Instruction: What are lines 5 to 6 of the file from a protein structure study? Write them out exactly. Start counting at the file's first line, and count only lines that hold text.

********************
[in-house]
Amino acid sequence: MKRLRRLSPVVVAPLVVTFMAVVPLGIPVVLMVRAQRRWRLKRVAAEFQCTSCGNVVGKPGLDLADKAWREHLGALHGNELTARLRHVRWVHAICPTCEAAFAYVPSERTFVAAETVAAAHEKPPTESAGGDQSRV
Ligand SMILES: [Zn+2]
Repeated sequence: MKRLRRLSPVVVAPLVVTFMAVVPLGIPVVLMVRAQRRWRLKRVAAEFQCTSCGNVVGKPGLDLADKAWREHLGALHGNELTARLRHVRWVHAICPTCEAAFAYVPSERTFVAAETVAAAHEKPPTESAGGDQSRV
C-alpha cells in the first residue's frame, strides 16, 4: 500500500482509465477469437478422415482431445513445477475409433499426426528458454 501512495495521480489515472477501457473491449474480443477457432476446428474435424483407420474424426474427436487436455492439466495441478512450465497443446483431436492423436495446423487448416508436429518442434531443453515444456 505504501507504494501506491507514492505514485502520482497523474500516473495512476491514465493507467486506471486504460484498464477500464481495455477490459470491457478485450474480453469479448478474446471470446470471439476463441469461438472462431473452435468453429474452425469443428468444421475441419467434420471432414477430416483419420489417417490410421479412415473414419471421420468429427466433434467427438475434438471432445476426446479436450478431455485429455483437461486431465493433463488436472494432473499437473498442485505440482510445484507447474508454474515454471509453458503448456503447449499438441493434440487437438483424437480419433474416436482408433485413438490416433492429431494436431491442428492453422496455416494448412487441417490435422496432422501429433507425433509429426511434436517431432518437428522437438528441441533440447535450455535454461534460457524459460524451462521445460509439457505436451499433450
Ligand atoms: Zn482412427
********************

C-alpha cells in the first residue's frame, strides 16, 4: 500500500482509465477469437478422415482431445513445477475409433499426426528458454 501512495495521480489515472477501457473491449474480443477457432476446428474435424483407420474424426474427436487436455492439466495441478512450465497443446483431436492423436495446423487448416508436429518442434531443453515444456 505504501507504494501506491507514492505514485502520482497523474500516473495512476491514465493507467486506471486504460484498464477500464481495455477490459470491457478485450474480453469479448478474446471470446470471439476463441469461438472462431473452435468453429474452425469443428468444421475441419467434420471432414477430416483419420489417417490410421479412415473414419471421420468429427466433434467427438475434438471432445476426446479436450478431455485429455483437461486431465493433463488436472494432473499437473498442485505440482510445484507447474508454474515454471509453458503448456503447449499438441493434440487437438483424437480419433474416436482408433485413438490416433492429431494436431491442428492453422496455416494448412487441417490435422496432422501429433507425433509429426511434436517431432518437428522437438528441441533440447535450455535454461534460457524459460524451462521445460509439457505436451499433450
Ligand atoms: Zn482412427